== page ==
Leaning Ladder

Small ladder against wall with variable load and inclination.

What it shows: 

A small ladder is leaned against a vertical wall. A weight can be moved up succeeding steps to find when the ladder will slip and fall down. The forces holding the ladder in equilibrium are in consideration here.

How it works: 

A short (4 foot) step-ladder leans against the wall. The reaction of the wall may be considered horizontal, tangential friction being negligible (the edge of the ladder is covered with a sheet of...

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Double Atwood's Machine

Prediction of motion of masses in a more complex pulley/mass assembly.

double atwoods machine

What it shows:  This compund Atwood's Machine demonstrates an old and interesting problem. The two small weights on the right side are not of equal mass — one is 100 g and the other...

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Spiral Fracture

What it shows:

A spiral fracture is incurred when a torque is directed along the axis of a limb or shaft. Planes perpendicular to the axis are unaffected, but those parallel are twisted, which causes pure tensile forces in one part of the limb, pure compressive forces in another. Fracture occurs when either the compressive or tensile limit of the material is exceeded. This demo shows a spiral fracture in a simulated skiing accident.

How it works:

An old ski boot has a wooden plug placed snugly inside it acting as a foot. A 3 × 4cm square hole accommodates a 0.5m...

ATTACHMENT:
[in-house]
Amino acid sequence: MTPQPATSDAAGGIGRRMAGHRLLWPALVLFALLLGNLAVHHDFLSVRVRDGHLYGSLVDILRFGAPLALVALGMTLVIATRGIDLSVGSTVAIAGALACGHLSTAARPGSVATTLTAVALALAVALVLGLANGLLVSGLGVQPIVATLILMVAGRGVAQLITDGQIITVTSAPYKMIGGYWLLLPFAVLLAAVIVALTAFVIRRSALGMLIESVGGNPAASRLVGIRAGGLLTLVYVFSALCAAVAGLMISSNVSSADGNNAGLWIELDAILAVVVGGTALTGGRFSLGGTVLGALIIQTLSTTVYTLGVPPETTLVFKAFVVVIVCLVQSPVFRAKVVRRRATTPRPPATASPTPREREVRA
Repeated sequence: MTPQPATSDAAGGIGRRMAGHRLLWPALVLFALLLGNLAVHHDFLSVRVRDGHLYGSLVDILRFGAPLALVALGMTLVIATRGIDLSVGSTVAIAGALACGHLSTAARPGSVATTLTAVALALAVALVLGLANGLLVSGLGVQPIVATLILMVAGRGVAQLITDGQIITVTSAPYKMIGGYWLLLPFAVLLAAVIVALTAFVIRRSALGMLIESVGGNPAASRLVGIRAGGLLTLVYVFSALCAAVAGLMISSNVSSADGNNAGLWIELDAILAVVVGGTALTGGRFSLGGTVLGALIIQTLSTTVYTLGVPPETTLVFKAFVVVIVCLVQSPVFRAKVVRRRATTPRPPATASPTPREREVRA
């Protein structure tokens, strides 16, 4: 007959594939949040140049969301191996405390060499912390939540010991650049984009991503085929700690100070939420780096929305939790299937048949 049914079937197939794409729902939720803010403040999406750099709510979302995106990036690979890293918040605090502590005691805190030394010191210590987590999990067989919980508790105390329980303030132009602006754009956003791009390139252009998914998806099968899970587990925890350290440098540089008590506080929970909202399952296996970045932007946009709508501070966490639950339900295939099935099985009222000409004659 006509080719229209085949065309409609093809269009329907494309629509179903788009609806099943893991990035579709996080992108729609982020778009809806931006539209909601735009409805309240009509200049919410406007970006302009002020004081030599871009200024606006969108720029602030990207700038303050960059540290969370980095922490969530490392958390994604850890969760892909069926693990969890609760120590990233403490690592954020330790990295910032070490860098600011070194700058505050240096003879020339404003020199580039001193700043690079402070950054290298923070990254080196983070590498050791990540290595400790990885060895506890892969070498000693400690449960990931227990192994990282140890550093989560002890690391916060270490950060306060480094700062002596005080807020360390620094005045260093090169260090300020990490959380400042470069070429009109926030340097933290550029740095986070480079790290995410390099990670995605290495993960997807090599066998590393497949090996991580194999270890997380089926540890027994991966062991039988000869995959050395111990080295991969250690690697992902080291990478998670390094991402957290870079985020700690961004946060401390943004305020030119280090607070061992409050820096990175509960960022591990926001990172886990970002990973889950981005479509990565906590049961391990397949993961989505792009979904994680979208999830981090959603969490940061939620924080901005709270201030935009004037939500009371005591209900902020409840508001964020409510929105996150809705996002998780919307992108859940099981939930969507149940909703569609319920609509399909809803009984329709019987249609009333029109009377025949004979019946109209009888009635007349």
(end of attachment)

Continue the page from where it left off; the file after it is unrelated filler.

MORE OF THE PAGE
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Organ Pipes

Selection of single organ pipes, open and close-ended, to blow through.

organ pipes

Conductivity of Water

What it shows:

Pure water is an electrical insulator. But provide an ionic compound in the form of salt, and you complete the circuit.

How it works:

A simple circuit with the mains supply connected to a 15W light bulb and two copper sheet electrodes (figure 1). The electrodes are placed in a 1500ml beaker containing distilled water. Distilled water is a very good insulator, with an autoionisation of 1:10-7 (the proportion of molecules in H3O+ + OH- form) it has a resistance of...

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Skin Depth

What it shows:

The depth to which electromagnetic radiation can penetrate a conducting surface decreases as the conductivity and the oscillation frequency increase. This demo compares the skin depth of AM and FM radio frequencies, and shows just how small these distances are.

How it works:

An electromagnetic wave entering a conducting surface is damped and reduces in amplitude by a factor 1/e in a distance ∂ given by 1


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Bouncing Light Beam

What it shows:

As a simulation of atmospheric refraction, this demonstration shows the gradual and continuous bending of light due to a gradient in the optical density of the medium. In this case the variable refracting medium is a tank of sugar water with a vertical gradient in the concentration of sugar and a HeNe laser provides the light beam. It can be used as a model of mirage formation (except that the direction of increasing refractive index is in the opposite direction) or even as a representation of the refraction of seismic waves through the Earth's...

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Optical Analog of Uncertainty Principle

What it shows:

In the Heisenberg uncertainty relation, the momentum of a particle cannot be known with any greater accuracy than h/∆x where h is Planck's constant and ∆x is the uncertainty in spatial position. The more you localize its spatial position, the less certain you become about its momentum. An optical illustration for this is the diffraction of light though a slit.

How it works:

For a laser beam, the transverse momentum is pretty well known (i.e. it's zero) but you have no localization of its spatial x coordinate. You...

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